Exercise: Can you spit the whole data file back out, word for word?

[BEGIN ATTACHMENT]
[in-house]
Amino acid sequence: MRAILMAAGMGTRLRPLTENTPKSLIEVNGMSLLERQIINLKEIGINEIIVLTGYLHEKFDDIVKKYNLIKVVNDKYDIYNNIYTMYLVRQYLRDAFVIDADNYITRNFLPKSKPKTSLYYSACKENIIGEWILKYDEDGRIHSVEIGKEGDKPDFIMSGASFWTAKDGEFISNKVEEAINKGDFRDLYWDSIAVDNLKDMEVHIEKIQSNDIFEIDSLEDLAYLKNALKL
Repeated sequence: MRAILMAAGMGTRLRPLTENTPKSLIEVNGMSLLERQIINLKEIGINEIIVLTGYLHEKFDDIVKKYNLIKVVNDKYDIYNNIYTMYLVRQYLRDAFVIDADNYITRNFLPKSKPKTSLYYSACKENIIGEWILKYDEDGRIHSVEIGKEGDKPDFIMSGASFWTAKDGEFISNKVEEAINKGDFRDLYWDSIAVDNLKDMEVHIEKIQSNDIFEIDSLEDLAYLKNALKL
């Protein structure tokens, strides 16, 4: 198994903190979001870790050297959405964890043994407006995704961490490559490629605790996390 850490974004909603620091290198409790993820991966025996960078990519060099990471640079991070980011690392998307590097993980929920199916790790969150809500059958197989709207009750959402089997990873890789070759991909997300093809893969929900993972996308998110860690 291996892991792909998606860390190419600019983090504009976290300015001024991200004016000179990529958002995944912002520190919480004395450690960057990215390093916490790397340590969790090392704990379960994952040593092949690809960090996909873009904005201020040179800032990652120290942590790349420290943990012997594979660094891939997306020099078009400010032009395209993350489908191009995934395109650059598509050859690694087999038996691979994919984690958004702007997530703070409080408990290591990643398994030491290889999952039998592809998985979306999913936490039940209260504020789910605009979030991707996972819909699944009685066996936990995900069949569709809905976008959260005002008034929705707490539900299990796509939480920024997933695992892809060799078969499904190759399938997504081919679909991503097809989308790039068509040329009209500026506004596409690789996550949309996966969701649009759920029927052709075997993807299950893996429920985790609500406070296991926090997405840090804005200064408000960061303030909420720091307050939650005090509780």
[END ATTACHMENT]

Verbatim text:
[in-house]
Amino acid sequence: MRAILMAAGMGTRLRPLTENTPKSLIEVNGMSLLERQIINLKEIGINEIIVLTGYLHEKFDDIVKKYNLIKVVNDKYDIYNNIYTMYLVRQYLRDAFVIDADNYITRNFLPKSKPKTSLYYSACKENIIGEWILKYDEDGRIHSVEIGKEGDKPDFIMSGASFWTAKDGEFISNKVEEAINKGDFRDLYWDSIAVDNLKDMEVHIEKIQSNDIFEIDSLEDLAYLKNALKL
Repeated sequence: MRAILMAAGMGTRLRPLTENTPKSLIEVNGMSLLERQIINLKEIGINEIIVLTGYLHEKFDDIVKKYNLIKVVNDKYDIYNNIYTMYLVRQYLRDAFVIDADNYITRNFLPKSKPKTSLYYSACKENIIGEWILKYDEDGRIHSVEIGKEGDKPDFIMSGASFWTAKDGEFISNKVEEAINKGDFRDLYWDSIAVDNLKDMEVHIEKIQSNDIFEIDSLEDLAYLKNALKL
């Protein structure tokens, strides 16, 4: 198994903190979001870790050297959405964890043994407006995704961490490559490629605790996390 850490974004909603620091290198409790993820991966025996960078990519060099990471640079991070980011690392998307590097993980929920199916790790969150809500059958197989709207009750959402089997990873890789070759991909997300093809893969929900993972996308998110860690 291996892991792909998606860390190419600019983090504009976290300015001024991200004016000179990529958002995944912002520190919480004395450690960057990215390093916490790397340590969790090392704990379960994952040593092949690809960090996909873009904005201020040179800032990652120290942590790349420290943990012997594979660094891939997306020099078009400010032009395209993350489908191009995934395109650059598509050859690694087999038996691979994919984690958004702007997530703070409080408990290591990643398994030491290889999952039998592809998985979306999913936490039940209260504020789910605009979030991707996972819909699944009685066996936990995900069949569709809905976008959260005002008034929705707490539900299990796509939480920024997933695992892809060799078969499904190759399938997504081919679909991503097809989308790039068509040329009209500026506004596409690789996550949309996966969701649009759920029927052709075997993807299950893996429920985790609500406070296991926090997405840090804005200064408000960061303030909420720091307050939650005090509780």